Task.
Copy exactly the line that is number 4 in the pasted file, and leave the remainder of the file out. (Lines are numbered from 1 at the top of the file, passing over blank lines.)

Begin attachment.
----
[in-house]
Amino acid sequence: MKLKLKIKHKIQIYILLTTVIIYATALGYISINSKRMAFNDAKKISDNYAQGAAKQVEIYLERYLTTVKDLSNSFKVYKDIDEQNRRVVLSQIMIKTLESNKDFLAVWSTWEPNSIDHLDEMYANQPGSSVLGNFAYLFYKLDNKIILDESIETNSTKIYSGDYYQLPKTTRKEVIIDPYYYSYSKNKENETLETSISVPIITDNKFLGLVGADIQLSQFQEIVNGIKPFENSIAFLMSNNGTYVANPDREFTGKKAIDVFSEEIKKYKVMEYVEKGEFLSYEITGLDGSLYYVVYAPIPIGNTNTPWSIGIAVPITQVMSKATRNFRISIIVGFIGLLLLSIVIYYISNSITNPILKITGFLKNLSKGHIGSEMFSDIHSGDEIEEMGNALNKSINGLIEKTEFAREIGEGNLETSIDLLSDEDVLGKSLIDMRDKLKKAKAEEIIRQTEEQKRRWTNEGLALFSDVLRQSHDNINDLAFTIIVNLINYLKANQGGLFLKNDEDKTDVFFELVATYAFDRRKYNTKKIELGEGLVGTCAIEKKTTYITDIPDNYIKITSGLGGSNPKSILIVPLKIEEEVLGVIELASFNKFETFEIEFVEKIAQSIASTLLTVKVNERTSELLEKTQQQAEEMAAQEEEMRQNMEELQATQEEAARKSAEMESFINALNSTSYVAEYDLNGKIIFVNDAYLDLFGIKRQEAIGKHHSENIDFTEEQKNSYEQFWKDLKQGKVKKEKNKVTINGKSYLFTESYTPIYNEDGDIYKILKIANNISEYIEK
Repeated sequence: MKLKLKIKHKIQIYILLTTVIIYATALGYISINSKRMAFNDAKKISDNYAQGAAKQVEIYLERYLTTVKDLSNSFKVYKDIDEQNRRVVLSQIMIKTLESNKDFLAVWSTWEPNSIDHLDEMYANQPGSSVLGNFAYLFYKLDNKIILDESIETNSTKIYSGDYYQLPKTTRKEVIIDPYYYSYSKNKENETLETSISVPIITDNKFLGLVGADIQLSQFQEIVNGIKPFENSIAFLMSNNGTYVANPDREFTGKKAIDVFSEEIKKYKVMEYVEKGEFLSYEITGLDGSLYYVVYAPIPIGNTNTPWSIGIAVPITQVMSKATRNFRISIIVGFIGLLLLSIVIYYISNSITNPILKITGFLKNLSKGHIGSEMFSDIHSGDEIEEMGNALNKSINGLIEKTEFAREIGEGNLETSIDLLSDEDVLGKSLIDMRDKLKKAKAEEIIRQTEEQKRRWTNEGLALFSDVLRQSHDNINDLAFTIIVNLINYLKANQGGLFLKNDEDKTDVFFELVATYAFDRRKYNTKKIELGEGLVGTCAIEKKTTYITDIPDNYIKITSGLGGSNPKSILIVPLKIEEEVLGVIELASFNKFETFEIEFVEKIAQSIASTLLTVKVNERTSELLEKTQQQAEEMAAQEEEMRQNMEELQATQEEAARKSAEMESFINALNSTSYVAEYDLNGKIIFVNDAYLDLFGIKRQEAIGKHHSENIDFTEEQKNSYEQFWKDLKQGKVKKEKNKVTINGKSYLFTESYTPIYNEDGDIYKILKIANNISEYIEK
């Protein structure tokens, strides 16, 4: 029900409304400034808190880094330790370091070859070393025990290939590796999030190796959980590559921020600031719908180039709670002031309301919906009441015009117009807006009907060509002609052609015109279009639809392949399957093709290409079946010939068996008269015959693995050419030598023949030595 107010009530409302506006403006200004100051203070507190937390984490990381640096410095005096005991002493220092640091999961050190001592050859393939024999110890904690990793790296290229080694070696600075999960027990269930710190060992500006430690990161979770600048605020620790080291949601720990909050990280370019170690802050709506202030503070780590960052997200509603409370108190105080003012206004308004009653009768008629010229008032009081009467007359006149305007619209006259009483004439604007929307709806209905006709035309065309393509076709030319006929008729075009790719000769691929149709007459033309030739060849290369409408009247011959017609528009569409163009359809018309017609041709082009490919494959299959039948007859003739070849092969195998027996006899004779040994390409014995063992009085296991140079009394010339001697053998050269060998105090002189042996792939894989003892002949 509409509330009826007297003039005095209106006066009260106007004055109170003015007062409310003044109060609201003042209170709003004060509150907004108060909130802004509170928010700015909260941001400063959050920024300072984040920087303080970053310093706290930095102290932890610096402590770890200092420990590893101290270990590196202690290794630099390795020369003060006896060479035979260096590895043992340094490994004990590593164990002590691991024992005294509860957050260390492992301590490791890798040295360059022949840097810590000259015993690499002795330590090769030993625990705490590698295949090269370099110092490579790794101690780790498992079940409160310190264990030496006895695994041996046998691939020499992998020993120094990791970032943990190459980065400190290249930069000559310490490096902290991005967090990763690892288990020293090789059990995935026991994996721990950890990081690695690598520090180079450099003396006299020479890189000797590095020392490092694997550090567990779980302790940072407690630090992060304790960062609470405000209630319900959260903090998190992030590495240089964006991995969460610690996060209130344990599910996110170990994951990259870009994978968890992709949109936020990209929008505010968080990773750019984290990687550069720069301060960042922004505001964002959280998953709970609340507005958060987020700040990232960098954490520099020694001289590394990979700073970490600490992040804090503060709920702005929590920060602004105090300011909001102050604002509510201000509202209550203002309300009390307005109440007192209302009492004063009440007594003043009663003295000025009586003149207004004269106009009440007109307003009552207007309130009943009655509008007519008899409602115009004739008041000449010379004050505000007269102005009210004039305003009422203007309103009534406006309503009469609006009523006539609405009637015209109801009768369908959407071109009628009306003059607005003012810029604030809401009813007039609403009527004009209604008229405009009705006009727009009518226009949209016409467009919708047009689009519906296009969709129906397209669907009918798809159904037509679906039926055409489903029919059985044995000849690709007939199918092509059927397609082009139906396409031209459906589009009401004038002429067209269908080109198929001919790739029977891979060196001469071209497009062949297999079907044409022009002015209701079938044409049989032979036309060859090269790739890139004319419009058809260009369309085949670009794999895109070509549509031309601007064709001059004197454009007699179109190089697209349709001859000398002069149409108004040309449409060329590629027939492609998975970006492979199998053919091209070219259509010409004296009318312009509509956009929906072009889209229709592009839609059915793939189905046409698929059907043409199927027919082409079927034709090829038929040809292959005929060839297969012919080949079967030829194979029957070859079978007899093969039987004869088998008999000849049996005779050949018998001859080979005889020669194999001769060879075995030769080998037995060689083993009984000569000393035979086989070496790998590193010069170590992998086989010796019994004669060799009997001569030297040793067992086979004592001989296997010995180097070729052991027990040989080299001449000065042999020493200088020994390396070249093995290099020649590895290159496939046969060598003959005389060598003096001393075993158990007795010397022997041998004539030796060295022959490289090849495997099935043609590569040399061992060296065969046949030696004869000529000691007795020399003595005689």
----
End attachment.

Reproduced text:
């Protein structure tokens, strides 16, 4: 029900409304400034808190880094330790370091070859070393025990290939590796999030190796959980590559921020600031719908180039709670002031309301919906009441015009117009807006009907060509002609052609015109279009639809392949399957093709290409079946010939068996008269015959693995050419030598023949030595 107010009530409302506006403006200004100051203070507190937390984490990381640096410095005096005991002493220092640091999961050190001592050859393939024999110890904690990793790296290229080694070696600075999960027990269930710190060992500006430690990161979770600048605020620790080291949601720990909050990280370019170690802050709506202030503070780590960052997200509603409370108190105080003012206004308004009653009768008629010229008032009081009467007359006149305007619209006259009483004439604007929307709806209905006709035309065309393509076709030319006929008729075009790719000769691929149709007459033309030739060849290369409408009247011959017609528009569409163009359809018309017609041709082009490919494959299959039948007859003739070849092969195998027996006899004779040994390409014995063992009085296991140079009394010339001697053998050269060998105090002189042996792939894989003892002949 509409509330009826007297003039005095209106006066009260106007004055109170003015007062409310003044109060609201003042209170709003004060509150907004108060909130802004509170928010700015909260941001400063959050920024300072984040920087303080970053310093706290930095102290932890610096402590770890200092420990590893101290270990590196202690290794630099390795020369003060006896060479035979260096590895043992340094490994004990590593164990002590691991024992005294509860957050260390492992301590490791890798040295360059022949840097810590000259015993690499002795330590090769030993625990705490590698295949090269370099110092490579790794101690780790498992079940409160310190264990030496006895695994041996046998691939020499992998020993120094990791970032943990190459980065400190290249930069000559310490490096902290991005967090990763690892288990020293090789059990995935026991994996721990950890990081690695690598520090180079450099003396006299020479890189000797590095020392490092694997550090567990779980302790940072407690630090992060304790960062609470405000209630319900959260903090998190992030590495240089964006991995969460610690996060209130344990599910996110170990994951990259870009994978968890992709949109936020990209929008505010968080990773750019984290990687550069720069301060960042922004505001964002959280998953709970609340507005958060987020700040990232960098954490520099020694001289590394990979700073970490600490992040804090503060709920702005929590920060602004105090300011909001102050604002509510201000509202209550203002309300009390307005109440007192209302009492004063009440007594003043009663003295000025009586003149207004004269106009009440007109307003009552207007309130009943009655509008007519008899409602115009004739008041000449010379004050505000007269102005009210004039305003009422203007309103009534406006309503009469609006009523006539609405009637015209109801009768369908959407071109009628009306003059607005003012810029604030809401009813007039609403009527004009209604008229405009009705006009727009009518226009949209016409467009919708047009689009519906296009969709129906397209669907009918798809159904037509679906039926055409489903029919059985044995000849690709007939199918092509059927397609082009139906396409031209459906589009009401004038002429067209269908080109198929001919790739029977891979060196001469071209497009062949297999079907044409022009002015209701079938044409049989032979036309060859090269790739890139004319419009058809260009369309085949670009794999895109070509549509031309601007064709001059004197454009007699179109190089697209349709001859000398002069149409108004040309449409060329590629027939492609998975970006492979199998053919091209070219259509010409004296009318312009509509956009929906072009889209229709592009839609059915793939189905046409698929059907043409199927027919082409079927034709090829038929040809292959005929060839297969012919080949079967030829194979029957070859079978007899093969039987004869088998008999000849049996005779050949018998001859080979005889020669194999001769060879075995030769080998037995060689083993009984000569000393035979086989070496790998590193010069170590992998086989010796019994004669060799009997001569030297040793067992086979004592001989296997010995180097070729052991027990040989080299001449000065042999020493200088020994390396070249093995290099020649590895290159496939046969060598003959005389060598003096001393075993158990007795010397022997041998004539030796060295022959490289090849495997099935043609590569040399061992060296065969046949030696004869000529000691007795020399003595005689």